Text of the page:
dave_jaffe's Posts

dave_jaffe's Posts

Dave_T- You are asking the right questions. I have the answers for physical Windows 2003 servers (see http://delltechcenter.com/page/MPIO+to+PowerVault+MD3000i+with+Microsoft+iSCSI+Initiator) but I... See more...
Dave_T- You are asking the right questions. I have the answers for physical Windows 2003 servers (see http://delltechcenter.com/page/MPIO+to+PowerVault+MD3000i+with+Microsoft+iSCSI+Initiator) but I'm not up on the latest with ESX so I will ask one of our VMware folks to weigh in. Dave
Acrobat- I replied to this post in the MD3000i and VMware section, where I see you are on another thread on the same topic. Dave
Hi Acrobat- Thanks for the nice words about my paper. Too bad it didn't solve your problem! It sounds like you are doing things correctly. I'll probably end up handing you off to the VMware team... See more...
Hi Acrobat- Thanks for the nice words about my paper. Too bad it didn't solve your problem! It sounds like you are doing things correctly. I'll probably end up handing you off to the VMware team here at Dell but first let me answer one of your questions around how to hook up a VM to iSCSI storage. There are basically two ways to do it, guest-attached, in which the guest (eg. your Windows 2003 VM) attaches directly to iSCSI and ESX-attached, in which ESX creates a datastore on the iSCSI storage and then the VMs use that storage for their local disks. Both methods can be used concurrently and there are pluses and minuses of each. (ESX-attached is simpler from the point of view of the VM creator - he or she need not worry about iSCSI initiators, etc. - whereas with guest-attached all the backup tools you use on a physical server can be employed directly in the VM). It sounds like you have created a Windows 2003 VM with the OS on an ESX datastore (not iSCSI) and now you wish to create an additional virtual disk on MD3000i iSCSI storage. Then you went ahead and installed the MS iSCSI initiator into your VM and tried to connect to a LUN you have already created on the MD3000i. This is when you got the failure during disk initialization. This should have worked exactly the way it worked with your physical Windows server. The fact that Windows Disk Management saw the iSCSI LUN indicates your networking is correct. I would compare the physical connection to the virtual connection for any differences. Then it appears that you attempted to attach the iSCSI LUN to ESX and, again, it sounds like you made all the right moves. Again, I would go through my paper and double check you have all the permissions correct. If you can't get these two approaches to work please write back and I'll ask our VMware folks to weigh in. Dave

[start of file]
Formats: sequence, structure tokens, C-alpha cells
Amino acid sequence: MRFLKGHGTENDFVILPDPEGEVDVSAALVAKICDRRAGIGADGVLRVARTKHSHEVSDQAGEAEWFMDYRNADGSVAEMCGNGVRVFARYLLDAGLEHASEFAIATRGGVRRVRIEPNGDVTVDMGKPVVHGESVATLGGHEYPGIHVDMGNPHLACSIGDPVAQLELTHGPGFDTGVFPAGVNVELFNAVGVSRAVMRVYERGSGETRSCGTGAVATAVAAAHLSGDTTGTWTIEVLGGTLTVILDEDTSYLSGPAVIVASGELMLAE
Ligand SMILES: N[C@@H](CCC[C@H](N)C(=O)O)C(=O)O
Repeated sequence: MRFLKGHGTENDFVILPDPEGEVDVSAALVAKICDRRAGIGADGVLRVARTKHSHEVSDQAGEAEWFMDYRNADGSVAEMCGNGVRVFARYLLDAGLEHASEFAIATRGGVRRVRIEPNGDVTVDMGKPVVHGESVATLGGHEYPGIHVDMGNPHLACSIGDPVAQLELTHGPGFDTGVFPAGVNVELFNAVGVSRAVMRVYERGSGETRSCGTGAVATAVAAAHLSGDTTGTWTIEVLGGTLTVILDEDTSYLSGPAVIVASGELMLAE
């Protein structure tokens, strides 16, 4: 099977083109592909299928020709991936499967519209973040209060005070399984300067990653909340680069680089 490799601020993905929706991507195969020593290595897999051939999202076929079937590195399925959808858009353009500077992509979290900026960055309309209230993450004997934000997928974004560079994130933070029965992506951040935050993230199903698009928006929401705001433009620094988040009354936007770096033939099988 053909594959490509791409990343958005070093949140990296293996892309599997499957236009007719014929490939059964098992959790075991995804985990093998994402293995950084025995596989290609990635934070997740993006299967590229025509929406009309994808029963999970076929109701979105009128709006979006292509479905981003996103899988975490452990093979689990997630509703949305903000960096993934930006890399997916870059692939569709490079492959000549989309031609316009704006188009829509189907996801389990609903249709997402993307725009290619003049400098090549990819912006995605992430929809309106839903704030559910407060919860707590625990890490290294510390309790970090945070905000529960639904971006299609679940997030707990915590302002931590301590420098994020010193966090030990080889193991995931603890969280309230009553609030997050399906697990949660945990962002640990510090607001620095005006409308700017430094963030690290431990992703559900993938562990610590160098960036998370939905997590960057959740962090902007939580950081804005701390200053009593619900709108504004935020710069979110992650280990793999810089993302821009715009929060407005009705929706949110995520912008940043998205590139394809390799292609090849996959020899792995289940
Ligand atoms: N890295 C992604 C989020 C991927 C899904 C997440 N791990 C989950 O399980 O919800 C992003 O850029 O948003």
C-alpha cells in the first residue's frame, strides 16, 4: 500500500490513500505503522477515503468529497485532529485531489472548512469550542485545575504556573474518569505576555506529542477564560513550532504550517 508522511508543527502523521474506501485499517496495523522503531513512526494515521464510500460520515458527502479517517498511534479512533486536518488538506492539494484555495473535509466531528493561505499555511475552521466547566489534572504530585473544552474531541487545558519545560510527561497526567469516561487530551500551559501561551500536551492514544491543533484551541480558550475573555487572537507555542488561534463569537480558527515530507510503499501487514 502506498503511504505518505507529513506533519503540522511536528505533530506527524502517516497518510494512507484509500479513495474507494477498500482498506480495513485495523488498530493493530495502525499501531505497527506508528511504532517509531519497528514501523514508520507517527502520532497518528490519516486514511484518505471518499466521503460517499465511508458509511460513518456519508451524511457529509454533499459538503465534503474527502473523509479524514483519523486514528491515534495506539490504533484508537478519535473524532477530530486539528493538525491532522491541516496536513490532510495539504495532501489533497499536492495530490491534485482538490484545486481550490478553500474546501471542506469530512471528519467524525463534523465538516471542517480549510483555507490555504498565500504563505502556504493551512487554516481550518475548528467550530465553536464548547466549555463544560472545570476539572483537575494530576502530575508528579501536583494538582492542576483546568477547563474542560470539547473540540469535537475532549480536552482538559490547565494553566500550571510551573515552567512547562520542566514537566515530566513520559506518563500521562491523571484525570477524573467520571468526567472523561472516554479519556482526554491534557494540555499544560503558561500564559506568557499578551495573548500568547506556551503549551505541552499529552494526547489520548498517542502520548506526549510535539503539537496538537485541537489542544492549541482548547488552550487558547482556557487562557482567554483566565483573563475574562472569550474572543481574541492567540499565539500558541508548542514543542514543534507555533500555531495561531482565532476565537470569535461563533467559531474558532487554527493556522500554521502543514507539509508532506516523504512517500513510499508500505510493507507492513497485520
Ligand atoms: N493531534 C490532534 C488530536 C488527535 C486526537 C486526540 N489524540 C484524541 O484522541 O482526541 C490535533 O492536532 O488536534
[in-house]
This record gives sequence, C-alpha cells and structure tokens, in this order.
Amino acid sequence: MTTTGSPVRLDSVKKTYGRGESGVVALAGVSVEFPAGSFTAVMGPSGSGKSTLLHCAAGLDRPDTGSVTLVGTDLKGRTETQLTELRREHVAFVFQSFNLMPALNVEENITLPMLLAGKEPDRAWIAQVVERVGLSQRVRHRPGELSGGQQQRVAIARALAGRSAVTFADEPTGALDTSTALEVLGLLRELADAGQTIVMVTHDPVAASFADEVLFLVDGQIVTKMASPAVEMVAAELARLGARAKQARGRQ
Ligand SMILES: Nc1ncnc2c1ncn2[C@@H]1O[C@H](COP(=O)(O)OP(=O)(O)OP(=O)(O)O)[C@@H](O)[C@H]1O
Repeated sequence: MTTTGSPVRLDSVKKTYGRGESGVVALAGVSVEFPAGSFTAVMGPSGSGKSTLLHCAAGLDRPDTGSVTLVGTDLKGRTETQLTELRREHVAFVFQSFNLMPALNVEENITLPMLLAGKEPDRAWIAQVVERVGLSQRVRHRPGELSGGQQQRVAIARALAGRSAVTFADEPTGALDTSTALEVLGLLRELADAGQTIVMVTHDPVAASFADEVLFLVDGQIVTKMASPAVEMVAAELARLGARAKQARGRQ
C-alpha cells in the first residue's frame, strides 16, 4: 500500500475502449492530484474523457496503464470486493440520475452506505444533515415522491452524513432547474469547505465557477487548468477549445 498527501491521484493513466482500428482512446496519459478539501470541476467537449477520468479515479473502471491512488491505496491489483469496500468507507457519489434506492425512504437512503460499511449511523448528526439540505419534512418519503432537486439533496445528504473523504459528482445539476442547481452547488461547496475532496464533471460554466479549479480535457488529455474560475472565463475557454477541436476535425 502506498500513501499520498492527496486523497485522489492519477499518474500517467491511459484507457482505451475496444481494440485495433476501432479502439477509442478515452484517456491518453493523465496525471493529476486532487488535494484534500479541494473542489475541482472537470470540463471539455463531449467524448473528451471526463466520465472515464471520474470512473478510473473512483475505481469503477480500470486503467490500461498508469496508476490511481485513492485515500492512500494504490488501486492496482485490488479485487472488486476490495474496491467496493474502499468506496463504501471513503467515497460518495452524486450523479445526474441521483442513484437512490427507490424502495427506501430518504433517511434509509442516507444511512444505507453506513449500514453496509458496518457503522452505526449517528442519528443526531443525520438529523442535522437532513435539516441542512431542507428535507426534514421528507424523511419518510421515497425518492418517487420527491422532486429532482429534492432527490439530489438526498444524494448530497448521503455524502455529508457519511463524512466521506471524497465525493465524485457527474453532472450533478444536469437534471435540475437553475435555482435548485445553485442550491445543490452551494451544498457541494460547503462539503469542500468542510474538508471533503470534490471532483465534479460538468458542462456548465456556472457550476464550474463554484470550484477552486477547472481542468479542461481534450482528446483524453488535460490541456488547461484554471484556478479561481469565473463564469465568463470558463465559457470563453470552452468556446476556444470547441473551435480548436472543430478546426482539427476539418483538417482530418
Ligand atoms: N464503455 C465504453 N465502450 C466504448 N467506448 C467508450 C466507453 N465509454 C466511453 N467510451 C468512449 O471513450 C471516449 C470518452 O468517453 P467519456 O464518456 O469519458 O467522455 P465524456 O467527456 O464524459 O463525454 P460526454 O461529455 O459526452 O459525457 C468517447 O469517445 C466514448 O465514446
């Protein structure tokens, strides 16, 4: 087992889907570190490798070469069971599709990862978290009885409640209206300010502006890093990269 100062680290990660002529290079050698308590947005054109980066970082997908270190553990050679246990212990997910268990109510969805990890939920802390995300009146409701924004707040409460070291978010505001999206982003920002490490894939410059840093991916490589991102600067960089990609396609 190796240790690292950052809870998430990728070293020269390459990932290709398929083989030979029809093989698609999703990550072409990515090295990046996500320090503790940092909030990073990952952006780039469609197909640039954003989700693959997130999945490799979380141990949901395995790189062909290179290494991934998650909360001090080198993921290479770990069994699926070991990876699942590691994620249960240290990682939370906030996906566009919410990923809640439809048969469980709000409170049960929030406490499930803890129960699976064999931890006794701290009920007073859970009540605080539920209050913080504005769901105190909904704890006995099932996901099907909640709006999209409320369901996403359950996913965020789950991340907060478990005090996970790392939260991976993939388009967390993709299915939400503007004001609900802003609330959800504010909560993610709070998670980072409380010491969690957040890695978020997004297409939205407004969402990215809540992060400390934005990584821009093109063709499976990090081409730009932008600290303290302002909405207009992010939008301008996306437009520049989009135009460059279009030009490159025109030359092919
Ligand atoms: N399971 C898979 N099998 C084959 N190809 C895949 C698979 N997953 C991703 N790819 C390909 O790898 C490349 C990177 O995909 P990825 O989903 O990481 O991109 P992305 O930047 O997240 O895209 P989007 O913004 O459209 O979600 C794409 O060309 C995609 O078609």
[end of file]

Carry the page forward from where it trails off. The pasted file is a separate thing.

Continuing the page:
Here's the word from our technical guys: We soon plan to support MD3000i with RHEL5.1. Red Hat has stated that the RHEL 5 clustering will work with Xen, however, since Dell has not tested the RHEL 5... See more...
Here's the word from our technical guys: We soon plan to support MD3000i with RHEL5.1. Red Hat has stated that the RHEL 5 clustering will work with Xen, however, since Dell has not tested the RHEL 5 clustering with Xen and with the MD3000i, we can't confirm that this all works together.
MarSan, VMware announced ESX 3.5 this week which supports the MD3000i as well as our new PowerEdge 1950 III, 2950 III and 2900 III servers.
I've asked some of our Xen experts to respond to your question. They are out this week but you ought to see a reply here in a few days. Thanks, Dave
In direct-attached mode, the MD3000 and MD3000i support only two clustered servers (4 servers may be attached but not clustered) so to have two 2-node clusters you will need the third configuration yo... See more...
In direct-attached mode, the MD3000 and MD3000i support only two clustered servers (4 servers may be attached but not clustered) so to have two 2-node clusters you will need the third configuration you mentioned, the MD3000i in IP mode. For best isolation you will want to create several VLANs on your gigabit switches for data, interconnect and management subnets. Dave